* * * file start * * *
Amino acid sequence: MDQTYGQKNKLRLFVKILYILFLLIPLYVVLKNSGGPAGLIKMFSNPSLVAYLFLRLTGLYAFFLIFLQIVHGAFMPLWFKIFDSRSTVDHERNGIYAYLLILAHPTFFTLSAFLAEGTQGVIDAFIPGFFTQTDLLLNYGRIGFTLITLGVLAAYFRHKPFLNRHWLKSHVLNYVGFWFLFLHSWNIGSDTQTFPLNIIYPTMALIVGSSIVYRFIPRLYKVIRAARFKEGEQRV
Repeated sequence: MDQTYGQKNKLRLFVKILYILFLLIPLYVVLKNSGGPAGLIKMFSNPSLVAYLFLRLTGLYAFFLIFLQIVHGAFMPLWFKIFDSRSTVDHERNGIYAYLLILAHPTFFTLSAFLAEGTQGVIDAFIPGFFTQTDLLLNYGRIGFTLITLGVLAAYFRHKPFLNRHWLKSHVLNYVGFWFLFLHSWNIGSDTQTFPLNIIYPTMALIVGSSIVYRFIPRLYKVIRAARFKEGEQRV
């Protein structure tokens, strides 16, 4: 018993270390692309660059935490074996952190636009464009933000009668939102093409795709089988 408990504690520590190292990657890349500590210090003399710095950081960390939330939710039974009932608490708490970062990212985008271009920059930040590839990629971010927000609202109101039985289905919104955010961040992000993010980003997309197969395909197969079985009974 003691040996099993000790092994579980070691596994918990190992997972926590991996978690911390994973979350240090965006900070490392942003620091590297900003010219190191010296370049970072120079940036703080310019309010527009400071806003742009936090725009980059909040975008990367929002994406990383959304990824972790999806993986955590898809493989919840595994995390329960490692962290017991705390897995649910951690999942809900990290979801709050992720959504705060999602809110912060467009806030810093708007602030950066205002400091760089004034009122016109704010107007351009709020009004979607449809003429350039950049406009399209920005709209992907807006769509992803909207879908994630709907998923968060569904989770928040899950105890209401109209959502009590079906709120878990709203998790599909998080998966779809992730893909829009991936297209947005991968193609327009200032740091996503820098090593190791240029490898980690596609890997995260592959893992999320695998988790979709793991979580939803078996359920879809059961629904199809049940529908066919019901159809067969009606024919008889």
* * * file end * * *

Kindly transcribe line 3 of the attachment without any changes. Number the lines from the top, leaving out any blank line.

């Protein structure tokens, strides 16, 4: 018993270390692309660059935490074996952190636009464009933000009668939102093409795709089988 408990504690520590190292990657890349500590210090003399710095950081960390939330939710039974009932608490708490970062990212985008271009920059930040590839990629971010927000609202109101039985289905919104955010961040992000993010980003997309197969395909197969079985009974 003691040996099993000790092994579980070691596994918990190992997972926590991996978690911390994973979350240090965006900070490392942003620091590297900003010219190191010296370049970072120079940036703080310019309010527009400071806003742009936090725009980059909040975008990367929002994406990383959304990824972790999806993986955590898809493989919840595994995390329960490692962290017991705390897995649910951690999942809900990290979801709050992720959504705060999602809110912060467009806030810093708007602030950066205002400091760089004034009122016109704010107007351009709020009004979607449809003429350039950049406009399209920005709209992907807006769509992803909207879908994630709907998923968060569904989770928040899950105890209401109209959502009590079906709120878990709203998790599909998080998966779809992730893909829009991936297209947005991968193609327009200032740091996503820098090593190791240029490898980690596609890997995260592959893992999320695998988790979709793991979580939803078996359920879809059961629904199809049940529908066919019901159809067969009606024919008889």